Food Questions

Roudybush Direct

Q: Which Breeder diet should I use and when?
A: The Breeder and High-Energy Breeder diets are formulated to meet the needs of growing chicks and are recommended to be fed to parents when they are feeding chicks. They are not needed for pairs to produce eggs or to incubate, though you may want to feed the Breeder or High Energy Breeder Diet during these stages to avoid changing diets just as the chicks hatch. If you are breeding a species or pair of birds that raises light-weight chicks or that needs additional fat in the diet choose the High Energy Breeder Diet. The High Energy Breeder Diet may also be helpful in overcoming low temperatures when chicks are being raised. If you have a species or pair of birds that raises chicks that are too fat, choose the Breeder Diet. For most purposes the High Energy Breeder Diet is the more palatable diet and should be your first choice.
Q: I started my bird on Maintenance Diet to get him used to pellets. Now I want to switch him to Low-Fat, but he won't eat it. What should I do?
A: The easiest thing to do is add limited amounts of Low-Fat to the Maintenance diet until he gets used to having less fat in his diet. As soon as he is used to one level of Low-Fat in his dish, increase the proportion of Low-Fat in steps until he is eating nothing but Low-Fat. It may help to mix the two kinds of feed for a minute or two to allow some of the fat from the Maintenance Diet to coat the Low-Fat feed.
Q: How do I properly store my Roudybush, and how does that affect its shelf life?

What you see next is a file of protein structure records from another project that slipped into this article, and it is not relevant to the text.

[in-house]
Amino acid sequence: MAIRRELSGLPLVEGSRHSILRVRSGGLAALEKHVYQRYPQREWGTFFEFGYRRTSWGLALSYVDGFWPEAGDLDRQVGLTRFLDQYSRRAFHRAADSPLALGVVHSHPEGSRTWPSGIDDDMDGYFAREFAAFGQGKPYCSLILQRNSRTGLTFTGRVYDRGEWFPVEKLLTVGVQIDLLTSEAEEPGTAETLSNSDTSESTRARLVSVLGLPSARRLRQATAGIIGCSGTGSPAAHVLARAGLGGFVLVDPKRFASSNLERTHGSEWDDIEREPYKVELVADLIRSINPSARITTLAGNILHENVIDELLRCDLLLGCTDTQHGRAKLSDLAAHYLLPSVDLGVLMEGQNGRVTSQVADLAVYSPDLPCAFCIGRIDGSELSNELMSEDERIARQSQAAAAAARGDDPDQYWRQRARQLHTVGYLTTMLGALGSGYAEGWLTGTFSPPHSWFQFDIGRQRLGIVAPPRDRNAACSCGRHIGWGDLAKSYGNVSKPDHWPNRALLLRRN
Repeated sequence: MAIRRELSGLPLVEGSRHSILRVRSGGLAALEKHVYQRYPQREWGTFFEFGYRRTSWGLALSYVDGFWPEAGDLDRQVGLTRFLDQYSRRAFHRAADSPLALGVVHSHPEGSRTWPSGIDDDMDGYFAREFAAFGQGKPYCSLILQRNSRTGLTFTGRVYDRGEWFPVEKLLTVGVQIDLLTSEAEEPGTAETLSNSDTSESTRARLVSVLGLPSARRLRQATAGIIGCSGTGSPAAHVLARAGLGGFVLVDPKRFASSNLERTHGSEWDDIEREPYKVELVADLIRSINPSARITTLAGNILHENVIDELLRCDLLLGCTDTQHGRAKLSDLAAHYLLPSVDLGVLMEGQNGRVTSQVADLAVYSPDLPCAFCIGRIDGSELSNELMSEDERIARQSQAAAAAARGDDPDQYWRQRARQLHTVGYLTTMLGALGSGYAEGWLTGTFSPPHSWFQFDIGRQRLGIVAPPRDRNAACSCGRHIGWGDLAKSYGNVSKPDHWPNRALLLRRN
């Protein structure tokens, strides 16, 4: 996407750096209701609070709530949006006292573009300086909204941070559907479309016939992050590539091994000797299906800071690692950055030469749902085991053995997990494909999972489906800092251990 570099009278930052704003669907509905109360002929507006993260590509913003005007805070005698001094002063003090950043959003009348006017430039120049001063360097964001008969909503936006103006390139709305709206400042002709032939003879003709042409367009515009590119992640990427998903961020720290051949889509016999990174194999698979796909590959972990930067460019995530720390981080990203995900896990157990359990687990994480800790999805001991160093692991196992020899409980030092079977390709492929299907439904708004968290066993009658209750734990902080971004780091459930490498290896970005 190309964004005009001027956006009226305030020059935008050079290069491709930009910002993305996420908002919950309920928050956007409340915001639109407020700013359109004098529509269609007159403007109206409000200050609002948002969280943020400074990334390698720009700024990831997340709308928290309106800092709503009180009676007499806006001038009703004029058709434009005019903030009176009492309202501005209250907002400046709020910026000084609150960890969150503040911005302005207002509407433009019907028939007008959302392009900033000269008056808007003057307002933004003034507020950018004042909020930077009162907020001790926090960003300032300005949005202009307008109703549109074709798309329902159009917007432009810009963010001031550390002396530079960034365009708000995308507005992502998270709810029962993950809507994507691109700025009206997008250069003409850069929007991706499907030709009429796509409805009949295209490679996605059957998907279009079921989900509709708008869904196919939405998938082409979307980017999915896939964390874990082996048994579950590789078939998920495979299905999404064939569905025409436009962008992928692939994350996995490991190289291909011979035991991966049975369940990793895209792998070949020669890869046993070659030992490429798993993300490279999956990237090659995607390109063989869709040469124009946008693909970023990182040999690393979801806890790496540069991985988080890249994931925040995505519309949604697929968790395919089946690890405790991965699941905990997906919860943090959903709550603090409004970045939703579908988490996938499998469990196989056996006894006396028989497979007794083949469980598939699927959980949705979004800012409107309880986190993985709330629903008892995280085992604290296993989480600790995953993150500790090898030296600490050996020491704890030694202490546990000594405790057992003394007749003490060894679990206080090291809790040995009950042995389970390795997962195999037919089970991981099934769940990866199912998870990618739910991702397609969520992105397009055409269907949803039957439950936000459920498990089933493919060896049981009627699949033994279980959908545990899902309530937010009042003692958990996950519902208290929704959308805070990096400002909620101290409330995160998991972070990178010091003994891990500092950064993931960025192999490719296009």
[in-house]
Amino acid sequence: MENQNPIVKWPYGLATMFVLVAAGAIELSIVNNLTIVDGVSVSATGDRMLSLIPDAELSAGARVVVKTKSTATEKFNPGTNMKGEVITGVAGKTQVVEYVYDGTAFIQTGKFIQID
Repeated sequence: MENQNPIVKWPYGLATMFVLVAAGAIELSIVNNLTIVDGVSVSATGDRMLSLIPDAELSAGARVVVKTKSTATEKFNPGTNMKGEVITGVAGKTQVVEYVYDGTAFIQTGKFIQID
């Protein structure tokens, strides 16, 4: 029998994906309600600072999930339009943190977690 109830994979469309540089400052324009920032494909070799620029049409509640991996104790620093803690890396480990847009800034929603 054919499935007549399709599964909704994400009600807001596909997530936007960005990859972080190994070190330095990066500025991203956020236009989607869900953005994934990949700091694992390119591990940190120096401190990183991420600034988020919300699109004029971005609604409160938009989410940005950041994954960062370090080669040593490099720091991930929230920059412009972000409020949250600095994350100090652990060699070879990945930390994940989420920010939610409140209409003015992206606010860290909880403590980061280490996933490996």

A: Good food quality can be maintained by keeping your Roudybush foods cool and dry. Keeping the food cool prevents the fats from becoming rancid and also prevents the vitamins from being destroyed by oxidation. Keeping the food dry will avoid mold growth. Roudybush plastic pouches (44 oz., 22 oz., and 8 oz.) can be placed in the refrigerator to extend the use by date in 3 years or in the freezer to extend the use by date 6 years. When removing the food from the refrigerator or freezer it should be allowed to return to room temperature and then any condensation on the outside of the bag should be dried off before using. Again upon removing the food from the refrigerator or freezer let it return to room temperature and dry the condensation from the outer plastic bag before use. Roudybush products are labeled with a “Use By” date. This is not an expiration date but rather the date through which the food should remain wholesome if stored at room temperature.
Q: What are the ingredients in your diets?
A: The main ingredients in our Maintenance and Breeder diets are corn, wheat, and soy meal. To that we have added vitamin and mineral supplements, and an all natural preservative. Please contact us for additional ingredient information. (800) 326-1726
Q: What is the difference between the Breeder and High Energy Breeder Diets?
A: The difference between the Breeder diet and the High-Energy Breeder diet is the level of fat in the diets. The High-Energy Breeder diet is the same as the Breeder diet except that more soybean oil is added. All breeder diets are formulated to meet the needs of the chicks the parents are feeding. A higher energy diet may be required by some species of birds. Foremost among these birds are the macaws that are suggested to need more fat in their diets than other psittacine birds. Either diet will work well for most birds, but if you see any indication that your chicks need more fat than is found in the Breeder Diet, then feed the High-Energy Breeder diet.
Q: Why is the High Energy Breeder Diet a different color than the Breeder Diet?
A: These two diets are different colors for the same reason that the Maintenance and Low-Fat diets are different colors. The Maintenance Diet and the High-Energy Breeder diet have soy oil added to provide the higher fat content.
Q: When my birds aren’t breeding, should I feed Daily Maintenance?